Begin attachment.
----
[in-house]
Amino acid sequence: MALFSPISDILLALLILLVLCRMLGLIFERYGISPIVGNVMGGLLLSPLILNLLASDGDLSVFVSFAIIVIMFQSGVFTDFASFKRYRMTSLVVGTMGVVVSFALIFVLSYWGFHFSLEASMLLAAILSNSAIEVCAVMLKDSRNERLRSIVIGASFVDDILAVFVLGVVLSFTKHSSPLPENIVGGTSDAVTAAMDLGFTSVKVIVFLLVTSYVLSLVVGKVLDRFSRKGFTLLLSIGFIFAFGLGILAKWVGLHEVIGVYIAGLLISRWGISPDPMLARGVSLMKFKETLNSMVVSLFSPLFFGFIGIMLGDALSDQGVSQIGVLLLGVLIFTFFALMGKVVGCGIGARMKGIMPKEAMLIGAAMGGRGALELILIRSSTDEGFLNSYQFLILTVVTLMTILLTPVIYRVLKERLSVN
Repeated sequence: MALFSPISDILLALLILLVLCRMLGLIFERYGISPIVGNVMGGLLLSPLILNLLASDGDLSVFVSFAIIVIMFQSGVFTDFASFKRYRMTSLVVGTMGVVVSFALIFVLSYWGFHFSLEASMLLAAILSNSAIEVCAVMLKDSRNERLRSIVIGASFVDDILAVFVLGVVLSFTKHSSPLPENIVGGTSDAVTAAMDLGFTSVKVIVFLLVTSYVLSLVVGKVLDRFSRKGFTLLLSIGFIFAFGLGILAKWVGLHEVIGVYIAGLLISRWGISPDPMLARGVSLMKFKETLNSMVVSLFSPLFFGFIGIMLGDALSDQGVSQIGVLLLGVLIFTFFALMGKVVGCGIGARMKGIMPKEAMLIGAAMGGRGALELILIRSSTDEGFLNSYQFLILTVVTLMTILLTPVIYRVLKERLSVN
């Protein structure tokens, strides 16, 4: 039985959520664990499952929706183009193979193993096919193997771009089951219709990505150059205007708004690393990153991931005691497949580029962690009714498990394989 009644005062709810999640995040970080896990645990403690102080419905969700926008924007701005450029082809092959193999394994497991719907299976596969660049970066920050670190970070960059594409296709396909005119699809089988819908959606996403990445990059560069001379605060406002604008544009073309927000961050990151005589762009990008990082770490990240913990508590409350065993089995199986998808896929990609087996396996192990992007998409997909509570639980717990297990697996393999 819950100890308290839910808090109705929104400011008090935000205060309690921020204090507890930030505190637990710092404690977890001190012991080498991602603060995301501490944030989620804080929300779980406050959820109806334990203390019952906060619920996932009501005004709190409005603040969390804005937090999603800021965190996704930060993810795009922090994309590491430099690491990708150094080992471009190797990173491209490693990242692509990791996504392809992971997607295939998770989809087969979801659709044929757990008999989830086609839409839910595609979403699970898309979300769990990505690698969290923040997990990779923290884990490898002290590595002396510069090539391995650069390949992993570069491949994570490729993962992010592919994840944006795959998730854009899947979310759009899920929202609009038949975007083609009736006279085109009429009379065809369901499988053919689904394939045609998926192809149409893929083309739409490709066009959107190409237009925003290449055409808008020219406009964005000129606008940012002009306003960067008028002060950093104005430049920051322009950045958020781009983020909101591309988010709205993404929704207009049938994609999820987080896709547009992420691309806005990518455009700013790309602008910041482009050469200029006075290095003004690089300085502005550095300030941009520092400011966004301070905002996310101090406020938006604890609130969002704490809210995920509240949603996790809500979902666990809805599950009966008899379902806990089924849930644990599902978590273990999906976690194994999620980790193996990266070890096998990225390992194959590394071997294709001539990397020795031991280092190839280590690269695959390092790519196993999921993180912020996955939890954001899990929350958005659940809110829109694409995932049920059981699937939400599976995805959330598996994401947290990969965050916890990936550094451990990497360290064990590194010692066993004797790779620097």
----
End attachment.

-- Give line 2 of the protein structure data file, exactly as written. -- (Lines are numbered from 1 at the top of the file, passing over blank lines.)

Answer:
Amino acid sequence: MALFSPISDILLALLILLVLCRMLGLIFERYGISPIVGNVMGGLLLSPLILNLLASDGDLSVFVSFAIIVIMFQSGVFTDFASFKRYRMTSLVVGTMGVVVSFALIFVLSYWGFHFSLEASMLLAAILSNSAIEVCAVMLKDSRNERLRSIVIGASFVDDILAVFVLGVVLSFTKHSSPLPENIVGGTSDAVTAAMDLGFTSVKVIVFLLVTSYVLSLVVGKVLDRFSRKGFTLLLSIGFIFAFGLGILAKWVGLHEVIGVYIAGLLISRWGISPDPMLARGVSLMKFKETLNSMVVSLFSPLFFGFIGIMLGDALSDQGVSQIGVLLLGVLIFTFFALMGKVVGCGIGARMKGIMPKEAMLIGAAMGGRGALELILIRSSTDEGFLNSYQFLILTVVTLMTILLTPVIYRVLKERLSVN